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I was thinking to replace user text like :), :P in comments with smilies (emoticons). Using regex. Do you think it's a good idea for the replacement to be a span element with a class? Then I apply the smiley image to that class?

Or should I just replace that text with <img> tags?

CSS is usually seen as not part of the content, but these image smileys are... (if you disable the css, the text could change its meaning because emoticons are missing)

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migrated from programmers.stackexchange.com May 22 '12 at 17:48

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What do you mean by replace :) with an emoticon? It is an emoticon. –  Oded May 22 '12 at 16:23
I mean a graphic image –  Emily May 22 '12 at 16:23
then you mean emotigraphic? –  Darknight May 22 '12 at 16:51
@Darknight I call the image version "smileys", the text version "emoticons" –  Izkata May 22 '12 at 18:33

4 Answers 4

An emoticon is visual information presented using characters, so if you replace, say, “:-)” by something, the natural candidates are special characters such as “☺” (U+263A WHITE SMILING FACE) and an img tag like <img alt=":-)" src="smiley.png">.

Using an element with a background image has several drawbacks, including lack of any counterpart to the alt attribute and the common browser behavior of suppressing background images on printing.

It is somewhat risky to programmatically change anything emoticon-looking to e.g. an image. You cannot be sure that every “:-)” is an emoticon. All kinds of odd character combinations may arise in special fields. Besides, if the user was writing e.g. about emoticons, part of the content might get lost or distorted in the replacement.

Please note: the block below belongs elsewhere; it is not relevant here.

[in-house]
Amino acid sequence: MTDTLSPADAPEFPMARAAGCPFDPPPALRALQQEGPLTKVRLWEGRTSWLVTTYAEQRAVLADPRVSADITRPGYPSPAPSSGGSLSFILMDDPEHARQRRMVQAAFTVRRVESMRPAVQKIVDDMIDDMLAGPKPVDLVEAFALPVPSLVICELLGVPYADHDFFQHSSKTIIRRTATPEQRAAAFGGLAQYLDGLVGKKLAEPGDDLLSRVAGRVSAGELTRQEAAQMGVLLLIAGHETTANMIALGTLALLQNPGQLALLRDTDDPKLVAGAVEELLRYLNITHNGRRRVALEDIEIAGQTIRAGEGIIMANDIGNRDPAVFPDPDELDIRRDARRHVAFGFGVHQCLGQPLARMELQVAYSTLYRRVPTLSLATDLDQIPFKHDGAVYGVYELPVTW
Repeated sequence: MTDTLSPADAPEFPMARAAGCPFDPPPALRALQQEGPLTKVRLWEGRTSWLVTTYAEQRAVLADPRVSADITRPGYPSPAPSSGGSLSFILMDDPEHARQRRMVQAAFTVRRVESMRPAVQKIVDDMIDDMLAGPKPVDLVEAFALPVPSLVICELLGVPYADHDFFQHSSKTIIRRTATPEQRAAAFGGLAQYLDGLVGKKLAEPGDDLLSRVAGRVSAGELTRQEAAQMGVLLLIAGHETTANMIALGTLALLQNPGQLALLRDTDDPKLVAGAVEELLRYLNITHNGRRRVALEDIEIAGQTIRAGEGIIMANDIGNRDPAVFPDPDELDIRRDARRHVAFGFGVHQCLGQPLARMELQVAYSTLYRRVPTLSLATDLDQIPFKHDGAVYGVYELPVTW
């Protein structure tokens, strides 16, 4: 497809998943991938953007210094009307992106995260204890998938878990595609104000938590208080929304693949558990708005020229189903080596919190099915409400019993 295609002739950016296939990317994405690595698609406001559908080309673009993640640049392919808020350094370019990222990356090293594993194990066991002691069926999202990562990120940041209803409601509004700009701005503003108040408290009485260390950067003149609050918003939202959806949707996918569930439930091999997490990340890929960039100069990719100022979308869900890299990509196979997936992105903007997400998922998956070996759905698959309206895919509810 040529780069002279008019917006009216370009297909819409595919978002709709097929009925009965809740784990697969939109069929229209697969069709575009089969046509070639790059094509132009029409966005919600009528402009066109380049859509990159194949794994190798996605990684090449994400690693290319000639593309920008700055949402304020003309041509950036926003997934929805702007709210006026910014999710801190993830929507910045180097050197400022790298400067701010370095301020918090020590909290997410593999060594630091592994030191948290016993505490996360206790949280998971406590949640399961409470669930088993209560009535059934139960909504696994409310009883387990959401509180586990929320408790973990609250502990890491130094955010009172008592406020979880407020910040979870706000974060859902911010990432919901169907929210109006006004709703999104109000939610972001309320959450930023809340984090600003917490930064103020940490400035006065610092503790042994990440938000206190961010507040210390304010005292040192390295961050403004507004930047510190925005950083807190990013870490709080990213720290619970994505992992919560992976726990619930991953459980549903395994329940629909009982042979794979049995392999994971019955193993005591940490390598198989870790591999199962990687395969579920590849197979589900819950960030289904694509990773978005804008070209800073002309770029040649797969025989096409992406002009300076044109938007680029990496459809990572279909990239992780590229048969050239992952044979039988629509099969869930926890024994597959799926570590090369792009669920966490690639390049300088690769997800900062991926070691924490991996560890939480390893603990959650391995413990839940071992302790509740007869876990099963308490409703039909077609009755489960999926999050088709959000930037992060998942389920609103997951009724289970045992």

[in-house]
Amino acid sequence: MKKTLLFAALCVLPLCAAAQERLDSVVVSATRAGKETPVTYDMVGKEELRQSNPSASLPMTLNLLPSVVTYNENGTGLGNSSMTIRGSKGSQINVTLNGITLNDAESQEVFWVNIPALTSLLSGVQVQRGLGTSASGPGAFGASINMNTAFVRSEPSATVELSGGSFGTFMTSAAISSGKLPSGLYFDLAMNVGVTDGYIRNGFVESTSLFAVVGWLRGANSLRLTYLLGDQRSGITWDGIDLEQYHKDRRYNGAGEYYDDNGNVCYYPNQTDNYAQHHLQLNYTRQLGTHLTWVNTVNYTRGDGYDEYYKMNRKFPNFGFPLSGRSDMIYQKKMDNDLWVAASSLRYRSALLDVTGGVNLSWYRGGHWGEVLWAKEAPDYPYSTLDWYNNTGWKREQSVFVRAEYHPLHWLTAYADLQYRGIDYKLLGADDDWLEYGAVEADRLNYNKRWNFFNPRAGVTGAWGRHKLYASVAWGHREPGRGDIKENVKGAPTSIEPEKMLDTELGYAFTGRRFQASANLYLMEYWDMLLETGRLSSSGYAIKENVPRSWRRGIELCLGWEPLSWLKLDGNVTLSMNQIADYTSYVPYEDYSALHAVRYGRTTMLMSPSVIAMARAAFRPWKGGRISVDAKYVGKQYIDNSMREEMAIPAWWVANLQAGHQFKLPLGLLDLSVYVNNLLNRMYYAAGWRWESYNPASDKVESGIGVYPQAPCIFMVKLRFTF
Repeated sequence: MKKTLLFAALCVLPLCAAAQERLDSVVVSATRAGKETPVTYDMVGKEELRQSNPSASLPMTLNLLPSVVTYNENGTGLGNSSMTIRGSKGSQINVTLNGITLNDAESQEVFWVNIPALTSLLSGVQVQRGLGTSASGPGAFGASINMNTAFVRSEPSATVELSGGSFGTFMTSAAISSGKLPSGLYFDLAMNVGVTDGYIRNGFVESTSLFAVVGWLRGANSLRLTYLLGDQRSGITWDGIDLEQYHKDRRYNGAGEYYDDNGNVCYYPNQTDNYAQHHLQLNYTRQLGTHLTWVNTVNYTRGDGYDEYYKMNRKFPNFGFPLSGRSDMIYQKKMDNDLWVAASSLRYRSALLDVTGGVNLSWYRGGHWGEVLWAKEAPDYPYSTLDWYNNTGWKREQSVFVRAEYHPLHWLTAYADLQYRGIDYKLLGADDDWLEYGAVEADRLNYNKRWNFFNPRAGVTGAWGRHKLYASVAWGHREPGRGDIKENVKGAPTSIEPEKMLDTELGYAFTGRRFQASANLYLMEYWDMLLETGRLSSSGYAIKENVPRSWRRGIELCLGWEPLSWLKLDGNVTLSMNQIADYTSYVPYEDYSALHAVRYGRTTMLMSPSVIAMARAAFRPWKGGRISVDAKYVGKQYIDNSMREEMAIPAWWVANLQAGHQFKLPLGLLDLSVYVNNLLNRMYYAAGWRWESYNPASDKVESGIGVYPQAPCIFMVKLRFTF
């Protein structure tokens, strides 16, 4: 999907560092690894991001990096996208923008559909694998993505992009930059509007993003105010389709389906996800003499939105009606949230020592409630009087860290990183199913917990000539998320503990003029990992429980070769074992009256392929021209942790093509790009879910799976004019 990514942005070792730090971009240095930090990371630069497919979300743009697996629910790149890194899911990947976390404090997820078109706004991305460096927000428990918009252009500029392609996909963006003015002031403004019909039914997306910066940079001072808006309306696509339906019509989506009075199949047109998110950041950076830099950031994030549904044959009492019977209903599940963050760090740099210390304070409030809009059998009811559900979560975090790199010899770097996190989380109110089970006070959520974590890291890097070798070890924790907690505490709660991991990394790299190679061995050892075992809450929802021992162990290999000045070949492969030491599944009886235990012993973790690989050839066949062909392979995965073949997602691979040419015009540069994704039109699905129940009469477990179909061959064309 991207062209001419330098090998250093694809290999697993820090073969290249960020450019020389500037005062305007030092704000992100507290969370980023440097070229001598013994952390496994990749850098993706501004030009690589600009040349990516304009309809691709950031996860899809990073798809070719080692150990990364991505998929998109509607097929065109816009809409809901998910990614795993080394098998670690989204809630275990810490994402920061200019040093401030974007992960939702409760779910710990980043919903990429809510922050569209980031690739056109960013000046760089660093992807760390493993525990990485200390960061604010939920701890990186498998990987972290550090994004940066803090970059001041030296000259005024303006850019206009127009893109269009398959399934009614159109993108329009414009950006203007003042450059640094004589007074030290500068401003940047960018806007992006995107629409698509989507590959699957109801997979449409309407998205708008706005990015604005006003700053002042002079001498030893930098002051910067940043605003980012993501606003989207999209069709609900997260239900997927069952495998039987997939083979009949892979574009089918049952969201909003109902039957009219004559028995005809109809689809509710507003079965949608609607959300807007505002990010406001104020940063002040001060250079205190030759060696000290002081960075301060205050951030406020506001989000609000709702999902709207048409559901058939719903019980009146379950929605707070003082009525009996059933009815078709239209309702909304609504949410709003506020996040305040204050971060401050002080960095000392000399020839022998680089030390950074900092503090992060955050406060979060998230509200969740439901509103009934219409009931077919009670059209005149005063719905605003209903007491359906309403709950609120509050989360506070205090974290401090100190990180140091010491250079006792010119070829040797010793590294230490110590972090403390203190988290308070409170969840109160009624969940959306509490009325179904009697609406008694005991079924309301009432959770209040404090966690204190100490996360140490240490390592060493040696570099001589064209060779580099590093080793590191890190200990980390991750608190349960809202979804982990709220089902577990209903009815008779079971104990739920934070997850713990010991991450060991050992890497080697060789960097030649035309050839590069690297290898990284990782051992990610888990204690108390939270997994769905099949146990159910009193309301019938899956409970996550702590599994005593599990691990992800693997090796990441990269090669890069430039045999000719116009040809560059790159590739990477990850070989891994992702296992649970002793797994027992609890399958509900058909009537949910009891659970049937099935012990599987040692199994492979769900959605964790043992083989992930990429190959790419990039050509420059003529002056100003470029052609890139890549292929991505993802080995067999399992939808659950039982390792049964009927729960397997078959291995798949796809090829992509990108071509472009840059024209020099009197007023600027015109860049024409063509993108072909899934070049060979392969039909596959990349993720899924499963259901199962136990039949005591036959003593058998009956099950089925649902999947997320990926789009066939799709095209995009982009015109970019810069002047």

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if you have a lot of smileys you are better of using the css sprite trick because it means the browser only has to download one image file instead of downloading a dozen smaller ones

this will result in less overhead and better caching

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@FlorianMargaine lots of smaller images are less likely to be cached than one big image –  ratchet freak May 22 '12 at 16:48
Yeah, my bad, I incorrectly read your answer (which is why I deleted the comment). –  Florian Margaine May 22 '12 at 16:51

Use CSS to display the pictures. The best practice is to strip unwanted characters, invisible characters and HTML tags from user input, to avoid HTML code injection and cross-site scripting.

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Have the smileys in plain-text, and display a picture instead with CSS.

You can achieve that by using a <span> or another element.

For instance, :) should be <span class="normalsmiley">:)</span> in the code.

Then the text will make sense for people not seeing images or with CSS disabled (they will see a text smiley).

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But then if CSS is enabled and images are disabled (or just not seen), the emoticon is lost. And I suppose the implied assumption is that the emoticon is relevant. –  Jukka K. Korpela May 22 '12 at 16:37

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